Wednesday, May 4, 2011

NDP/Liberal Merger Is A Terrible Idea

I normally like what T.O. Star columnist Thomas Walkom has to say. He's a thoughtful analyst who comes from the left. But this idea of the NDP and the Liberals merging - an idea floated for a while but gathering steam now with the Tories winning a majority - is a terrible idea.
First off, as Walkom himself notes, the Liberals are not a left wing party. Walkom goes on to say that the NDP are also a centrist party. This is true to an extent - certainly the party leadership, obsessed with the calculus of elections and not offending anybody, downplays any notion of leftist politics. But that fails to capture the character of the NDPs base - something made clear by the character of its newly expanded caucus - single mothers, students, aboriginals, trade unionists, artists, etc. These people will tend to be much more radical than the party leadership. The Liberals certainly have a "left wing" but the character of most of their candidates is different - professionals, lawyers, etc. Most importantly, the whole social character of the party apparatus is different. The NDP is funded, staffed and led by people organically connected to the trade union movement and, to a lesser degree, the social movements. That doesn't make them perfect and many of them will be union functionaries whose main concern is getting elected and maintaining party cohesion at the cost of boldness and principle. But that is fundamentally different from the Liberals, which are a business party with organic links to the corporate world.
Any merger between the NDP and the Liberals will be at the expense of the NDP subordinating its trade union and social movement links to the interests of the Liberals business sector. It will land us with the David Miller coalition, where his campaign team was an alliance of corporate lawyers and businessmen with some union leaders. And, frankly, the Liberals already have that with many unions - construction unions in particular - operating within the Liberal party as junior partners. In this sense it's similar to the US Democrats. Having two parties in Canada dominated by business doesn't sound to me like a step forward.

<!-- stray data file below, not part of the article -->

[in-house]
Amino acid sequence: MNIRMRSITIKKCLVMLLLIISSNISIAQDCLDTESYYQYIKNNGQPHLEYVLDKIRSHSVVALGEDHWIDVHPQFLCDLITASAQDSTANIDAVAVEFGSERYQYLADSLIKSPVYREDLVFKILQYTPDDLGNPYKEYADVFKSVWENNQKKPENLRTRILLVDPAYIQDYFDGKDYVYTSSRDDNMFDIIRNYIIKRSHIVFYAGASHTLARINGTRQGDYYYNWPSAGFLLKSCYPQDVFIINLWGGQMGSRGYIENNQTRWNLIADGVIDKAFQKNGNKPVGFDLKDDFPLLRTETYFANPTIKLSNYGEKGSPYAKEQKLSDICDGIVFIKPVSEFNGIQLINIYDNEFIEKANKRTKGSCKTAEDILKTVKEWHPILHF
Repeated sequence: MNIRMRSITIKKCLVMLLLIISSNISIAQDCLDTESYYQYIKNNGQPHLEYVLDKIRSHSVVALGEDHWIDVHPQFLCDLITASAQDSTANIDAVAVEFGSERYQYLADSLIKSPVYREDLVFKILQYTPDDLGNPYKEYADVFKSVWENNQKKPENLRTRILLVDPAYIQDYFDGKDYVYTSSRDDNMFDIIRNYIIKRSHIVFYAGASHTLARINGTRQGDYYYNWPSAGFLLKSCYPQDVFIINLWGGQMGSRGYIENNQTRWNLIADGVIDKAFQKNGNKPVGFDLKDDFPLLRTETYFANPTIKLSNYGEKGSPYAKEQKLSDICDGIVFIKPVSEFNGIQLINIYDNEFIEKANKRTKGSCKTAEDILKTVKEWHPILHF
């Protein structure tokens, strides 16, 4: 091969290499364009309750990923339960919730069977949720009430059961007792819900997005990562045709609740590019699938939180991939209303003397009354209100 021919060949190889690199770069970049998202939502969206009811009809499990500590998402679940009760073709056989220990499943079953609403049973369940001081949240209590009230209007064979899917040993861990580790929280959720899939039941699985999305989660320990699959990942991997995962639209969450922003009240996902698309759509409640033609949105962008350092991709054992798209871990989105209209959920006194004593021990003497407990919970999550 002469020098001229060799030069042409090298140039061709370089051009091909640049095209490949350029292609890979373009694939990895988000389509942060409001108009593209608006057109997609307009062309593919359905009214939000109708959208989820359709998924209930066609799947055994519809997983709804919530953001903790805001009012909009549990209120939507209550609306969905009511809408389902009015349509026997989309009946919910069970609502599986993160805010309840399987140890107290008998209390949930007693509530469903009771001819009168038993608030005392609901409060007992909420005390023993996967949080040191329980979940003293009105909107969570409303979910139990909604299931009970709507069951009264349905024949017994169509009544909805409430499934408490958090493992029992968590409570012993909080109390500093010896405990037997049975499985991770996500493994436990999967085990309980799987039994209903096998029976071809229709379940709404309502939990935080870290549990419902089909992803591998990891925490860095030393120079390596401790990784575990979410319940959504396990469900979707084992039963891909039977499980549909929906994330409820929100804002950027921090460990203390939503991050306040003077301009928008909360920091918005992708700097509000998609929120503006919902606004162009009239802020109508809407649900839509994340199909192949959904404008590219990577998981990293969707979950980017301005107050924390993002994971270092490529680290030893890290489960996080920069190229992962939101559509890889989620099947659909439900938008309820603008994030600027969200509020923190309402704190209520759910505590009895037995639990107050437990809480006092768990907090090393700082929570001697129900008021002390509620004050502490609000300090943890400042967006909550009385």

However, the situation changes when we talk about Liberal voters. The vast majority of Liberal voters are workers and they have no ties or allegiance to the Liberal party machine. What is needed is not to try and incorporate them through some kind of unprincipled and deleterious institutional merger. No, what is needed is an aggressive campaign to win over working class Liberal voters to the NDP - to win them to the left - by posing a clear alternative. That this is possible is obvious from the present election - the NDP was clearly the left choice compared to the Liberals "centre" as Ignatieff and Harper never tired of saying. Millions of working people shifted left and voted NDP for the first time. It would be a disaster to surrender the ground that has been won to join the sinking Liberal ship and take on board its unpopular methods, leaders and policies. Hell, for one thing, the NDP would end up with Bob Rae back. That guy is poison to political parties (see my previous post). by presenting a real alternative to the Tories - not "constructive proposals" - both inside and outside of parliament, the NDP can truly unite the left by expanding the left - not by trying to shift the left to the centre and reduce the options for workers.

Walkom: NDP, Liberals must eventually work it out - thestar.com
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